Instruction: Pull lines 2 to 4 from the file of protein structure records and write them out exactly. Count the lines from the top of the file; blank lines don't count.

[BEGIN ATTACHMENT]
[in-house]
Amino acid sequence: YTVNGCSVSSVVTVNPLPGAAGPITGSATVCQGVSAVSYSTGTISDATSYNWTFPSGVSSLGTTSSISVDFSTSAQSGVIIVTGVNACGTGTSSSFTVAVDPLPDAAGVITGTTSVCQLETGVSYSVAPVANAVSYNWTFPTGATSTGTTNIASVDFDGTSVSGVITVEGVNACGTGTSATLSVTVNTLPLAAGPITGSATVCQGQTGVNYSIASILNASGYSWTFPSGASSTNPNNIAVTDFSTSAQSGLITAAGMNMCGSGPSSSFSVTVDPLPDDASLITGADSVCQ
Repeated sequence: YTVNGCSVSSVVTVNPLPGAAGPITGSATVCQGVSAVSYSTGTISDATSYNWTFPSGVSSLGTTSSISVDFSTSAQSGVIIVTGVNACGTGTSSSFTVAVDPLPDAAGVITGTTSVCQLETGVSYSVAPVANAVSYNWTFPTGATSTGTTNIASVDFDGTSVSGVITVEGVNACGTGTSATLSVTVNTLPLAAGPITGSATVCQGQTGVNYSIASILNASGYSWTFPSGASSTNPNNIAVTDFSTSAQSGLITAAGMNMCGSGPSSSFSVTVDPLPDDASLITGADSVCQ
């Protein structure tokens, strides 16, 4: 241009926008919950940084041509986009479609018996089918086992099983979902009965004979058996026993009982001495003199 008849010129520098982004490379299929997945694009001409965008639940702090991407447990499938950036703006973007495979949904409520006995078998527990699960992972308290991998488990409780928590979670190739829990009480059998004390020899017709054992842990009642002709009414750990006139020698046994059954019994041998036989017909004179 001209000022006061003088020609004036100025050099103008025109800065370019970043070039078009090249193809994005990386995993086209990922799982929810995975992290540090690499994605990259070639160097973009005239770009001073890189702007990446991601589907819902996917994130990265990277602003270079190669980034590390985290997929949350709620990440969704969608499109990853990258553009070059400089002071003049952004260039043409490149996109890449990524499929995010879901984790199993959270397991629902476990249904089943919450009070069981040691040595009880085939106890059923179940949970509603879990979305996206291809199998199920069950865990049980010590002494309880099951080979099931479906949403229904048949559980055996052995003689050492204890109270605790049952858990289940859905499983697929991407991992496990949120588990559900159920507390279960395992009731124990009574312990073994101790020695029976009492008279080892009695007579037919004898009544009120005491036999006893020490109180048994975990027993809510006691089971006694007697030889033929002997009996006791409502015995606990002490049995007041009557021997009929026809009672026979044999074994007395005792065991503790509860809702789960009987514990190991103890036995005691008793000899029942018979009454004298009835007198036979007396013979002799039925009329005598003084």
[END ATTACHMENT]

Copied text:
Amino acid sequence: YTVNGCSVSSVVTVNPLPGAAGPITGSATVCQGVSAVSYSTGTISDATSYNWTFPSGVSSLGTTSSISVDFSTSAQSGVIIVTGVNACGTGTSSSFTVAVDPLPDAAGVITGTTSVCQLETGVSYSVAPVANAVSYNWTFPTGATSTGTTNIASVDFDGTSVSGVITVEGVNACGTGTSATLSVTVNTLPLAAGPITGSATVCQGQTGVNYSIASILNASGYSWTFPSGASSTNPNNIAVTDFSTSAQSGLITAAGMNMCGSGPSSSFSVTVDPLPDDASLITGADSVCQ
Repeated sequence: YTVNGCSVSSVVTVNPLPGAAGPITGSATVCQGVSAVSYSTGTISDATSYNWTFPSGVSSLGTTSSISVDFSTSAQSGVIIVTGVNACGTGTSSSFTVAVDPLPDAAGVITGTTSVCQLETGVSYSVAPVANAVSYNWTFPTGATSTGTTNIASVDFDGTSVSGVITVEGVNACGTGTSATLSVTVNTLPLAAGPITGSATVCQGQTGVNYSIASILNASGYSWTFPSGASSTNPNNIAVTDFSTSAQSGLITAAGMNMCGSGPSSSFSVTVDPLPDDASLITGADSVCQ
């Protein structure tokens, strides 16, 4: 241009926008919950940084041509986009479609018996089918086992099983979902009965004979058996026993009982001495003199 008849010129520098982004490379299929997945694009001409965008639940702090991407447990499938950036703006973007495979949904409520006995078998527990699960992972308290991998488990409780928590979670190739829990009480059998004390020899017709054992842990009642002709009414750990006139020698046994059954019994041998036989017909004179 001209000022006061003088020609004036100025050099103008025109800065370019970043070039078009090249193809994005990386995993086209990922799982929810995975992290540090690499994605990259070639160097973009005239770009001073890189702007990446991601589907819902996917994130990265990277602003270079190669980034590390985290997929949350709620990440969704969608499109990853990258553009070059400089002071003049952004260039043409490149996109890449990524499929995010879901984790199993959270397991629902476990249904089943919450009070069981040691040595009880085939106890059923179940949970509603879990979305996206291809199998199920069950865990049980010590002494309880099951080979099931479906949403229904048949559980055996052995003689050492204890109270605790049952858990289940859905499983697929991407991992496990949120588990559900159920507390279960395992009731124990009574312990073994101790020695029976009492008279080892009695007579037919004898009544009120005491036999006893020490109180048994975990027993809510006691089971006694007697030889033929002997009996006791409502015995606990002490049995007041009557021997009929026809009672026979044999074994007395005792065991503790509860809702789960009987514990190991103890036995005691008793000899029942018979009454004298009835007198036979007396013979002799039925009329005598003084």